What is the expectation of uptime?

This will affect the “buffer” that you build in. It can also determine whether segregating into several nodes is preferable (i.e., if a user can occupy all the resources on a given machine, other users can still access another machine).


Collect this information for your team:

  1. How many users do you have?
  2. How many sessions do you expect to be running concurrently?
  3. What do you expect load to be on average and at peak?
  4. Do you have historical usage metrics you can review from users?

Architectures for Workbench

When you have a clear picture of your team’s use case and needs, you can start evaluating the best architecture for your team’s Workbench environment.

A single Posit Workbench server is how many teams get started. This architecture is the simplest, without any requirements for external shared storage. If you do not require high availability - just increasing the server size of a single Workbench node and scaling vertically can be a great strategy to scale!

Below we show a decision tree that provides a starting framework for thinking about which architecture best fits your needs. It is very likely that your organization has additional criteria that are critical to making this decision. For example, you may have specific software deployment patterns that you need to follow, like always deploying apps in a container.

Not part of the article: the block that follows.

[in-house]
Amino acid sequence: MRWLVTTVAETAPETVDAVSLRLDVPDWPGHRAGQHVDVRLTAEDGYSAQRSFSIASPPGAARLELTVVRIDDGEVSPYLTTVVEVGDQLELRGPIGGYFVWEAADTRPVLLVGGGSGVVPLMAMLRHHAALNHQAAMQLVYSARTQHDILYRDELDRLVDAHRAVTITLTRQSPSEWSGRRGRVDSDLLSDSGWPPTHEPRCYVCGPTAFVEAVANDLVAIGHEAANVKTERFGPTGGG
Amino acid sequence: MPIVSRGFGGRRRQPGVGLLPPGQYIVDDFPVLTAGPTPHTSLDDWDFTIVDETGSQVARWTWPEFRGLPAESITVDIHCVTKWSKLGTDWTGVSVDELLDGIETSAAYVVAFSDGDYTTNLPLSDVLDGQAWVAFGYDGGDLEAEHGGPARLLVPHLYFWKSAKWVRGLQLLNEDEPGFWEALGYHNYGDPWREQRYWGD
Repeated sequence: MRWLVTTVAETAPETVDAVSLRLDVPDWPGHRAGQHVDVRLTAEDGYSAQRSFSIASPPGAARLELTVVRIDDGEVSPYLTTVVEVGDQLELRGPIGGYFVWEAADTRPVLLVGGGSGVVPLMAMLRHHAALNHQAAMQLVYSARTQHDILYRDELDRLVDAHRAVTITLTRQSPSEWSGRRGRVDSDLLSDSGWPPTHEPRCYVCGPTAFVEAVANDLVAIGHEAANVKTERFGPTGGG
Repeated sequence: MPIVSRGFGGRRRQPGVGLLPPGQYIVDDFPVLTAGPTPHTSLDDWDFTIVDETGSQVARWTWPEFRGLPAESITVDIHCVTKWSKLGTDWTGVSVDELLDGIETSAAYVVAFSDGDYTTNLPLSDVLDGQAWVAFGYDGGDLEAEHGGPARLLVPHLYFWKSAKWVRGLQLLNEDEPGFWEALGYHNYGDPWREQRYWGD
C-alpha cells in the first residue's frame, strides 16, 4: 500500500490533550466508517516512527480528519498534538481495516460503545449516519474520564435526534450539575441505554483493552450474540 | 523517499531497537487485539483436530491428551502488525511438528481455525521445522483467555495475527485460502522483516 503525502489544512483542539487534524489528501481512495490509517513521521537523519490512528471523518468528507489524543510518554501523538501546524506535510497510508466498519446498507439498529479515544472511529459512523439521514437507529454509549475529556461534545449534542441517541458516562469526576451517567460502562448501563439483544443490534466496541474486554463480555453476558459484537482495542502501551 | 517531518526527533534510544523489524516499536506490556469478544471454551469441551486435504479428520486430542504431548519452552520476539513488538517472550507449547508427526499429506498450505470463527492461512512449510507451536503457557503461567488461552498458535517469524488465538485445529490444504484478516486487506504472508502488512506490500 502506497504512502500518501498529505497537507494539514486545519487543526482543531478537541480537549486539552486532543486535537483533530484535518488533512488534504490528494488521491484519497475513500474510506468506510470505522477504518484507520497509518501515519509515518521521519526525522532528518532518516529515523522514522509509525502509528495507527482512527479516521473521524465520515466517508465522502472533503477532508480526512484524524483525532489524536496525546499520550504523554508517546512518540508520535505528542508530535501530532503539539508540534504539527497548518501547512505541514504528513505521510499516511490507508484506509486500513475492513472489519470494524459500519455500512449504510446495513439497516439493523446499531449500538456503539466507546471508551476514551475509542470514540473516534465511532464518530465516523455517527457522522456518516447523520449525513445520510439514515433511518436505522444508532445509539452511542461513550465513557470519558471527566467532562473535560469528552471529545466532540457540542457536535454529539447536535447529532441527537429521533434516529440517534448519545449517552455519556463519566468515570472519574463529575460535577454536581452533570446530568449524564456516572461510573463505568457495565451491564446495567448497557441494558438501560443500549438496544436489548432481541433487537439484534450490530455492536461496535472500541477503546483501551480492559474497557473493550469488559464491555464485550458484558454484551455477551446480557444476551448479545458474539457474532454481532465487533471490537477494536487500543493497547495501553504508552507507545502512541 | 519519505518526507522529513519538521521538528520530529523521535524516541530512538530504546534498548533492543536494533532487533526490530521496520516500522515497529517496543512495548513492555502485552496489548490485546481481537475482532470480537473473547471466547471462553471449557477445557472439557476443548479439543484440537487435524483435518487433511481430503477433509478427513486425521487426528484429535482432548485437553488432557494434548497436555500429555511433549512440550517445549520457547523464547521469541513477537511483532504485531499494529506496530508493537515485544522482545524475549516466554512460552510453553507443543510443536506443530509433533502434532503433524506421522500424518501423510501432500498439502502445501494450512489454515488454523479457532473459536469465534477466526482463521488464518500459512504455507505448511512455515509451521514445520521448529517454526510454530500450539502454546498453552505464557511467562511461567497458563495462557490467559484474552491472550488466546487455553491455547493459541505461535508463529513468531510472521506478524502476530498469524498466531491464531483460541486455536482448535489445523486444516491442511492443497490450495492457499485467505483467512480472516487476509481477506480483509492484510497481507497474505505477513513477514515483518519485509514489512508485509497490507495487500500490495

In general, we recommend selecting the simplest possible architecture that meets your current and near-term needs, then growing the complexity and scale as needed.

Workbench Cluster

A Posit Workbench cluster has at least two Workbench Nodes, a shared file storage, and a shared PostgreSQL database. Below is an example of a two-node Workbench cluster:

In the diagram, a user accesses one of the nodes via a browser, and then Workbench’s built-in load balancer distributes new sessions between the two nodes using one of the supported balancing methods. With the built-in load balancer, the Workbench cluster is always in an active-active mode.

If you require high availability with failover, you can configure an external load balancer in front of two independent nodes.

Workbench with an external cluster (Slurm or Kubernetes)

Posit Workbench uses the Launcher feature to start sessions in a Kubernetes and/or Slurm cluster. This architecture requires an external shared file server accessible to the sessions running on the resource manager (i.e., Slurm or Kubernetes) and the Workbench node. It is also recommended to have a Postgres database for session metadata. The diagram below provides an example of this architecture:

  • Your Workbench environment can be configured so that users can launch jobs to a Slurm cluster or a Kubernetes cluster (i.e., you can have both!)

  • You can also configure multiple Workbench nodes to have a highly available cluster that also launches jobs into the external resource manager.



Using what you know about your team and its use case, consider the architecture that make sense for your team if your data science team were to double.

Go to: 8. License Renewal & Upgrades

Back to top